EVERYTHING YOU NEED TO SURVIVE THE APOCALYPSE
Phillip’s sophomore year is off to a rough start. One of his best friends ditches him. His track coach singles him out for personalized, torturous training sessions. And his dad decides to clean out all of the emergency supplies from the basement, even though the world could end in disaster at any moment...and even though those supplies are all Phillip has left of his dead mom. Not that he wants to talk about that.
But then Phillip meets Rebekah. Not only is she unconventionally hot and smart, but she might like him back. As Phillip gets closer to Rebekah, he tries harder and harder to turn himself into the kind of person he thinks she wants him to be. But the question is, can he become that person? And does he really want to?
Everything You Need to Survive the Apocalypse is not what you might initially expect. It is not just another woe is me, the hardships of being a teenager book. Nor is it only a girl meets guy, guy falls for girls mayhem ensues book. This book is so much more.
Everything You Need is about belief and trust. It is about finding oneself and adjusting to the changes and actions of your friends. It is about love, loss, and forgiveness. And it does all of this while remaining fast paced, eventful, and captivating to the reader.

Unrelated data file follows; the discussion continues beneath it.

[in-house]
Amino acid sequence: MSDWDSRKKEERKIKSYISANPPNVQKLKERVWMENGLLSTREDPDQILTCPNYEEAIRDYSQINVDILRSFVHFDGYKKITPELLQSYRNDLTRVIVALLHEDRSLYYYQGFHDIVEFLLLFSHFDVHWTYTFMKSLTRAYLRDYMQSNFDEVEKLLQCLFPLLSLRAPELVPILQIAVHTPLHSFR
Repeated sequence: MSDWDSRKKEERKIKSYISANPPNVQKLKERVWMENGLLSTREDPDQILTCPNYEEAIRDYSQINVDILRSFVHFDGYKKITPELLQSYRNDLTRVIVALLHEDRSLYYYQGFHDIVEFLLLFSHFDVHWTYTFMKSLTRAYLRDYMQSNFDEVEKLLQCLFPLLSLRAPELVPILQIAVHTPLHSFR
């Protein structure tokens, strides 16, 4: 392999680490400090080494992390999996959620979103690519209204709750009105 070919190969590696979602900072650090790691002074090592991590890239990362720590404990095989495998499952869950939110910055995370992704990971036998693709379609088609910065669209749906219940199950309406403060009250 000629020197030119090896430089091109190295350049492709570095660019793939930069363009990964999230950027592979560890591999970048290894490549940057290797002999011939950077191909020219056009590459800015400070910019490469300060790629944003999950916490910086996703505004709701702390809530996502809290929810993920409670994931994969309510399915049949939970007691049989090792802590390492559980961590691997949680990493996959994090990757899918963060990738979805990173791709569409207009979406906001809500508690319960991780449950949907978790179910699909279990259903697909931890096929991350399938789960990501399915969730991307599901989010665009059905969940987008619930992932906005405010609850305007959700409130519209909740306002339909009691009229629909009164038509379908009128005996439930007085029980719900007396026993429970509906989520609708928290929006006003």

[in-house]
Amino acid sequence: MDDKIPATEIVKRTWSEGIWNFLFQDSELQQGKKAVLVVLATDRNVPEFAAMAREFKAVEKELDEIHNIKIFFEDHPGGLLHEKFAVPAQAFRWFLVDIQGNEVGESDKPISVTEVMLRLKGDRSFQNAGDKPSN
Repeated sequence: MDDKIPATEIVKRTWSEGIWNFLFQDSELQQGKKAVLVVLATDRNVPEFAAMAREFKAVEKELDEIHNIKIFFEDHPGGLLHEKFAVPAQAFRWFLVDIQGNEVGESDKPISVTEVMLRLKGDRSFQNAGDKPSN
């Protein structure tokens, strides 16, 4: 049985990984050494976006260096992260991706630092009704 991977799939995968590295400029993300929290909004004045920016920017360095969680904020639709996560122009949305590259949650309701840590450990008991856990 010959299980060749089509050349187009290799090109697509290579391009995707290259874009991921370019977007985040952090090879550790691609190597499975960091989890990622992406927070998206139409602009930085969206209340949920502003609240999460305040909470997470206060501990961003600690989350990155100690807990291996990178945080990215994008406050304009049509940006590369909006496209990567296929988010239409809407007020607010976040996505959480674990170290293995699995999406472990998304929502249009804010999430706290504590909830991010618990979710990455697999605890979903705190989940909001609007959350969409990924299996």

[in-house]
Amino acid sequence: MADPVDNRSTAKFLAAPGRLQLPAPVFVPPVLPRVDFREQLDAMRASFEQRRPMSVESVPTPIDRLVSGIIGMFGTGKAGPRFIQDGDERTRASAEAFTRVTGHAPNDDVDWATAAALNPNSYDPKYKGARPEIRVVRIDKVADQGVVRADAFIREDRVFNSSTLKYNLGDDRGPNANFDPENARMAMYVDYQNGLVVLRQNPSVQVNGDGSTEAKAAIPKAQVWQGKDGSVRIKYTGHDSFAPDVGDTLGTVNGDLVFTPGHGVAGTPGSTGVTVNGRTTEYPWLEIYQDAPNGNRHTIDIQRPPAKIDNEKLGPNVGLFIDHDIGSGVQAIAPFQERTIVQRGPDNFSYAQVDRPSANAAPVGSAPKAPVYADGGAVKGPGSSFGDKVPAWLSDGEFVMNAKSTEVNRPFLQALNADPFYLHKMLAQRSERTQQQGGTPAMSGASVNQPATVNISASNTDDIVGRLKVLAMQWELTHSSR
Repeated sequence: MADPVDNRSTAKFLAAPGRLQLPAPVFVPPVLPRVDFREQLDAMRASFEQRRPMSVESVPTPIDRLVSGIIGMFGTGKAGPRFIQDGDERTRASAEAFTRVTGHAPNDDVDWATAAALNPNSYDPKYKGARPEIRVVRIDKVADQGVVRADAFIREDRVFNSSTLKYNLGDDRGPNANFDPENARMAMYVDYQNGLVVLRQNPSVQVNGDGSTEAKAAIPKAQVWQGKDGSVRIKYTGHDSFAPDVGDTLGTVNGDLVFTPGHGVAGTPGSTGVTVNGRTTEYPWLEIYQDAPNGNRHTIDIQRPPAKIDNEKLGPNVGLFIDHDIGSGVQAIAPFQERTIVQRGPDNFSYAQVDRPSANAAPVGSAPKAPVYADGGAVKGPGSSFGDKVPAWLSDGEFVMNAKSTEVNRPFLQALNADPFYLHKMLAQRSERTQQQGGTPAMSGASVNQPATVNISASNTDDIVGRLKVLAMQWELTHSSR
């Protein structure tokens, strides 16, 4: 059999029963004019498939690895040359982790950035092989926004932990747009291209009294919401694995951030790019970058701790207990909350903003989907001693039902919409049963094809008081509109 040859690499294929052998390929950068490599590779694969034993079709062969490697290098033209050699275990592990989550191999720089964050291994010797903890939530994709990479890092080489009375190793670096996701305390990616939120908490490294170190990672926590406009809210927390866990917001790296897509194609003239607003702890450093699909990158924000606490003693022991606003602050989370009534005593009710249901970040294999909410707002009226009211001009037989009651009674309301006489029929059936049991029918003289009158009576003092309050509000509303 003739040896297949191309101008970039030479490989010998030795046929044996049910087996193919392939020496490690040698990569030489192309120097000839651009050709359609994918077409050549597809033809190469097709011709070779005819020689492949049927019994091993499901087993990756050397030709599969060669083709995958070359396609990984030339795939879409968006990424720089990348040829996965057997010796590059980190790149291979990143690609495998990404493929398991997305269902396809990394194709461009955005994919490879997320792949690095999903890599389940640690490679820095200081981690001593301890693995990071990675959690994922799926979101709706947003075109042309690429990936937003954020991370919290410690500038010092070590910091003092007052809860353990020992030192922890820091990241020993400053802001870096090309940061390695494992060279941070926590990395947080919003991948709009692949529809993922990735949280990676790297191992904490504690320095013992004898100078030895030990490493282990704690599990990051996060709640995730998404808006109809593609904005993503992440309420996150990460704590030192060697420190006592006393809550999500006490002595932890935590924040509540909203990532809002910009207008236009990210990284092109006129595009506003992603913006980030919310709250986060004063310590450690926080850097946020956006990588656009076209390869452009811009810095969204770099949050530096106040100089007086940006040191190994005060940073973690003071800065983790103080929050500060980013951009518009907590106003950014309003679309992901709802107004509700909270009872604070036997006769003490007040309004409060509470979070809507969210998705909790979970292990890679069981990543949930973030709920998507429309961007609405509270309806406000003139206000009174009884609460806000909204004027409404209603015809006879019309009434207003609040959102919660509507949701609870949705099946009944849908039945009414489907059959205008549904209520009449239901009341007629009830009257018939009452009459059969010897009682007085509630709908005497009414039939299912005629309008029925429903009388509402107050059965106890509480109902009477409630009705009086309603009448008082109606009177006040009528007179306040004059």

Klauss establishes these lessons/themes by creating engaging and realistic characters. Phillip is a wonderful protagonist. Klauss has established the disrespect and annoyance of a teenager, without coming across as too annoying or arrogant. While at the same time demonstrating the confusion and sense of loss that Philip feels from the death of his mother and throughout his self journey to find himself.
Mark is also an interesting character. While he’s only a minor character, his changes and influence send fascinating ripples in Phillip and Asher’s stories. I really liked the way that Klauss developed that storyline. Readers are truly able to witness the adjustments and choices that Phillip and Asher have to make to decide what they are each willing to do to keep the friendship alive.
That said, I didn’t love Farragut. I understand the importance of his character, and even why he was supposed to be aggravating and annoying, but something about him just irked me. I guess it should be a testament to the writing, but I just found myself jumping out of the story sometime when reading his lines and complaining to myself about how annoying he was.
All in all Everything You Need is a fantastic book. It takes an interesting spin on religion and the significance of belief, it is filled with interesting and realistic characters, and the story itself is well written and exciting. This is a fun book to read, and anyone looking for a well written non-science fiction YA book should definitely pick it up.
8.5 out of 10
Publisher: Simon Pulse
Published: January 3, 2012